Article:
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Do I need to find office space for my small business?

Many small businesses start out in the homes of freelancers and entrepreneurs. As a small business owner, you’ve probably worked out of your kitchen or home study, but as your business grows, you might decide that it’s time to find your own office space.

But when is office space necessary? And how do you decide whether it’s a good investment? We’ve got the answers!

Office space is a big investment for freelancers. Find out whether you need to find an office for your business.

Which businesses should have office space?

Some companies can easily be managed without an office. This is particularly true for sole traders that don’t have additional staff, as well as for business owners that run their business on the side of another job.

However, for some companies, it might be inappropriate to run out of the owner’s home. For example, if you have regular meetings with customers or are planning on hiring staff, an office space gives a better impression and creates clear professional boundaries. On the other hand, you might not have employees or client meetings, but you might just feel more comfortable having a clear distinction between your home and work lives.

How much should I spend on an office?

How long is a piece of string? The amount you should be spending on office space comes down to a number of factors.

You’ll pay more to rent premises in a popular or central location, so think about whether its important for your office to be easily accessible. You’ll also pay a lot more for attractive, modern offices. For some companies, a better looking office isn’t a wise investment. For others, aesthetic is extremely important.

If you see your company expanding quickly, you might want to consider finding a space that has the facilities to support your growing business. Moving can be expensive — you could be paying moving services, estate agents, and signing fees each time you change offices, so you should be careful to choose an office that has room for you to grow and is suitable for the foreseeable future.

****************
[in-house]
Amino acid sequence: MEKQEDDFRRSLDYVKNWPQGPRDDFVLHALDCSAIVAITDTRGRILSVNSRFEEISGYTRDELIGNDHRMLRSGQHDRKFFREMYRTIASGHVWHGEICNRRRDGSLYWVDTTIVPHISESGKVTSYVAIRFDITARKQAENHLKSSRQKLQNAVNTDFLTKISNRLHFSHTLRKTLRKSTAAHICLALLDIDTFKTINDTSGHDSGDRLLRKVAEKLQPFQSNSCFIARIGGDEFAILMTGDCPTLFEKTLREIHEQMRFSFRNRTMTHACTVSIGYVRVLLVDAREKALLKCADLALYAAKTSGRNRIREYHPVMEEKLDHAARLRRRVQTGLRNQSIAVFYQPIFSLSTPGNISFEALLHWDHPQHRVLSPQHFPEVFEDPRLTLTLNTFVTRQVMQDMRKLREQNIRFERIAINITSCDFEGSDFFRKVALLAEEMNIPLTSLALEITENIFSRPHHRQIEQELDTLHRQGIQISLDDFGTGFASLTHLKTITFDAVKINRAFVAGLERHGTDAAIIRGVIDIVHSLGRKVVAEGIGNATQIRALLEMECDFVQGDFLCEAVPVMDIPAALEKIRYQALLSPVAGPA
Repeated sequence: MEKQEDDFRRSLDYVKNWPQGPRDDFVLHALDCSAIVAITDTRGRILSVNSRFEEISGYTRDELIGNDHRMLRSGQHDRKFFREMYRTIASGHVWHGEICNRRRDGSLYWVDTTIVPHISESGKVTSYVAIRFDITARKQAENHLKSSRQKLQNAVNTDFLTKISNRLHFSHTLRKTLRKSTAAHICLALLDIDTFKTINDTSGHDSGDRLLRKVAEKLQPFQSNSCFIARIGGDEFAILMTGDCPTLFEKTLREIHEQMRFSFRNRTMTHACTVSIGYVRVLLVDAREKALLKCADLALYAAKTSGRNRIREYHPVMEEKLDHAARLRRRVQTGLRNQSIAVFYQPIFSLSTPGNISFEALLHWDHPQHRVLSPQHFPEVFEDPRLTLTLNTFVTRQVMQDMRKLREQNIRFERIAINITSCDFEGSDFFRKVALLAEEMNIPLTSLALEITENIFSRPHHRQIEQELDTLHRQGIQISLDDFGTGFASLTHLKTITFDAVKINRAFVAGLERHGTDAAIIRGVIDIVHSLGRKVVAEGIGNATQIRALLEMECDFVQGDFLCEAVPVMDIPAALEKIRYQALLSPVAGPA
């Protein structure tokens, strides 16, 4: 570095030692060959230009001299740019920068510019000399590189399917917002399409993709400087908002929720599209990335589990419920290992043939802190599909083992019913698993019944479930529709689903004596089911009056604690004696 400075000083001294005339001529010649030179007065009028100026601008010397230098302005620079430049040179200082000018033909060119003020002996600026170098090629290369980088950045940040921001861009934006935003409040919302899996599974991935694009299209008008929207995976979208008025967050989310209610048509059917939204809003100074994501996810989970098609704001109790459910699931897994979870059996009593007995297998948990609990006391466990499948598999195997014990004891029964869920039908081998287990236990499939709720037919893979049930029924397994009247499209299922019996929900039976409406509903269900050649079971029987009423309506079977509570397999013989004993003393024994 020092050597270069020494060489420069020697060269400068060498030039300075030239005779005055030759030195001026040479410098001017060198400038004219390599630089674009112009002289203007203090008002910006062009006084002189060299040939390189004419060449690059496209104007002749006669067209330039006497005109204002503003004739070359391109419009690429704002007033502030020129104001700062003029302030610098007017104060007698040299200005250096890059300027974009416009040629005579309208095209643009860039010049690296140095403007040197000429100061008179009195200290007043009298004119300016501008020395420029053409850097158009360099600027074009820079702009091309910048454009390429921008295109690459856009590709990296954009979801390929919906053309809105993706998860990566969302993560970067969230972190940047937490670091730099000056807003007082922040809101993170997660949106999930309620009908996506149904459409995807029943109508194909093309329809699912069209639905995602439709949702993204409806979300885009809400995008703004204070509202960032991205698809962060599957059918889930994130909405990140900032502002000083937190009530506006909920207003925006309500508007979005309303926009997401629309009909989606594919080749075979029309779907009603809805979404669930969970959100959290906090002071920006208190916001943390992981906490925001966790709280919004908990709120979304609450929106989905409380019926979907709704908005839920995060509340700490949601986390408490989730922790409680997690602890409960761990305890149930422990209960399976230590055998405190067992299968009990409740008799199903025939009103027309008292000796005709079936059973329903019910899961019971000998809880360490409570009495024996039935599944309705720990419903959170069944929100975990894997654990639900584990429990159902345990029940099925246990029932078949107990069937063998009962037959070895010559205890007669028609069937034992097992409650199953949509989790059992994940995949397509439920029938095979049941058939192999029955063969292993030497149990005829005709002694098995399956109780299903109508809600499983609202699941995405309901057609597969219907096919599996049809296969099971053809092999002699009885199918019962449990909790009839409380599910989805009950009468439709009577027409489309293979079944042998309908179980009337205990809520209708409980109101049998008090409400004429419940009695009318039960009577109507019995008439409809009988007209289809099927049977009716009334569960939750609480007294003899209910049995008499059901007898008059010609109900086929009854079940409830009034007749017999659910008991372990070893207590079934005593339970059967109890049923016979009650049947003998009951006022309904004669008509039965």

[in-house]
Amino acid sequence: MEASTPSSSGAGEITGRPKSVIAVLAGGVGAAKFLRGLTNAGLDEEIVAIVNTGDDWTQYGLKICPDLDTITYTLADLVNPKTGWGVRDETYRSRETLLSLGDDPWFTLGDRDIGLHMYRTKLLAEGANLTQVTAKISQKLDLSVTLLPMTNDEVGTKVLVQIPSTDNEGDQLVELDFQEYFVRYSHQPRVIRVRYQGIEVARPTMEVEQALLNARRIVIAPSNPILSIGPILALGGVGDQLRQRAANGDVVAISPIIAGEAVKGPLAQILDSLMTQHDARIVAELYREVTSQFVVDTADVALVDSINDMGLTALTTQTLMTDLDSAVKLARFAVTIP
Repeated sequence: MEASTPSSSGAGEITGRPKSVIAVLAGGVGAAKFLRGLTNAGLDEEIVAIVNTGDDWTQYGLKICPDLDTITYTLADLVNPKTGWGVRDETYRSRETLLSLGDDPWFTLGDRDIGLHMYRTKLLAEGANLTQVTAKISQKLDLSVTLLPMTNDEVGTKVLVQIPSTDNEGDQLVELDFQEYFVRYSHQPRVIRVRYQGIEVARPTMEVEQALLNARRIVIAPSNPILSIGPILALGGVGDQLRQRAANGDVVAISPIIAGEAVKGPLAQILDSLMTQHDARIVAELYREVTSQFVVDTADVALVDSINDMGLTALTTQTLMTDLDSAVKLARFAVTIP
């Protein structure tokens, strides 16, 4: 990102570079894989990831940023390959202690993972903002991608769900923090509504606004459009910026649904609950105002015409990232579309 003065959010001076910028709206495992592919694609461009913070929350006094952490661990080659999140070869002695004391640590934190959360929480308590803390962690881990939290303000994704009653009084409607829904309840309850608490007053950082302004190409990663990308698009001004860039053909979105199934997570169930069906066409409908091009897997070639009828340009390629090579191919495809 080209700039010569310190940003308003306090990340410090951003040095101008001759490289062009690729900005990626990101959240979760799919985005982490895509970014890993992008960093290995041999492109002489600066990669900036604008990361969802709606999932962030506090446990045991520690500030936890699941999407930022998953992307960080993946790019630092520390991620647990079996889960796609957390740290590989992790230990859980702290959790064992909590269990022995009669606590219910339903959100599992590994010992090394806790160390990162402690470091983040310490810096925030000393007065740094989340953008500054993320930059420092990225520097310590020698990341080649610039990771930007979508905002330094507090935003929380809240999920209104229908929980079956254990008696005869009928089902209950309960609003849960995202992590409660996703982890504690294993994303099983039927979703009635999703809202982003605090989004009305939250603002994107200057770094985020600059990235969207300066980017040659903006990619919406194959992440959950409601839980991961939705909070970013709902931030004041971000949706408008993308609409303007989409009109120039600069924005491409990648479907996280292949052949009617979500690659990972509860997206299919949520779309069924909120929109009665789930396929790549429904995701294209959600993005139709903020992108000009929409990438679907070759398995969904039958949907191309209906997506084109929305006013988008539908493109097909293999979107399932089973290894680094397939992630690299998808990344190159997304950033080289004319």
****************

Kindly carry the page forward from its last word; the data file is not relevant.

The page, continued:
The main thing to consider is how much you can actually afford to pay. The success of a business ultimately comes down to making money, so you should spend time working out how rent fits into your budget. Choosing an office space is a major descision for small business owners, so if you’re not sure about how much you can afford to spend, consider talking to a financial adviser or hiring an accountant.

Co-working spaces

When we think of an office space, we usually think of the traditional setup: individual companies having their own offices with desks for each of their employees. But there are alternatives. Co-working spaces are becoming increasingly popular and can be good options for freelancers, entrepreneurs, and small businesses.

Office space for small businesses and freelancers

The main benefit of co-working spaces is the price. They’re often considerably cheaper than private offices – particularly if you want to be in a prime location. Working alongside other freelancers and entrepreneurs can also be more sociable than working at home, in a coffee shop, or from a private office; co-working spaces can therefore create great opportunities for building and developing a business network.

However, you’ll need to weigh these advantages against the cons of co-working environments. If you need a lot of privacy, are easily distracted, or can only work when you have peace and quiet, this might not be the option for you.

Taxes and office space

When deciding whether you should find office space, it’s important to consider the implications for your taxes. In the UK, some essential business costs are tax-free – these are known as allowable expenses.

The rent you would pay for office space, as well as bills for heating, electricity, etc., are considered allowable expenses. This means that they are not included in your taxable profits. However, if you buy property for your business, the costs are not allowable expenses and may therefore be taxed.

If you choose to work from home, you might still be able to claim some of your costs (such as utility bills, council tax, and rent) as allowable expenses. If you do this, you’ll need to work out how to divide your costs to make sure that you are only claiming for business expenses rather than personal purchases.

Is office space right for my business?

When you run a small business, its important to find an environment that works for you. There’s no clear-cut rule on which business should have office space. Ultimately, the decision comes down to what you can afford, how you feel about your current setup, and where you see your business going in the future.

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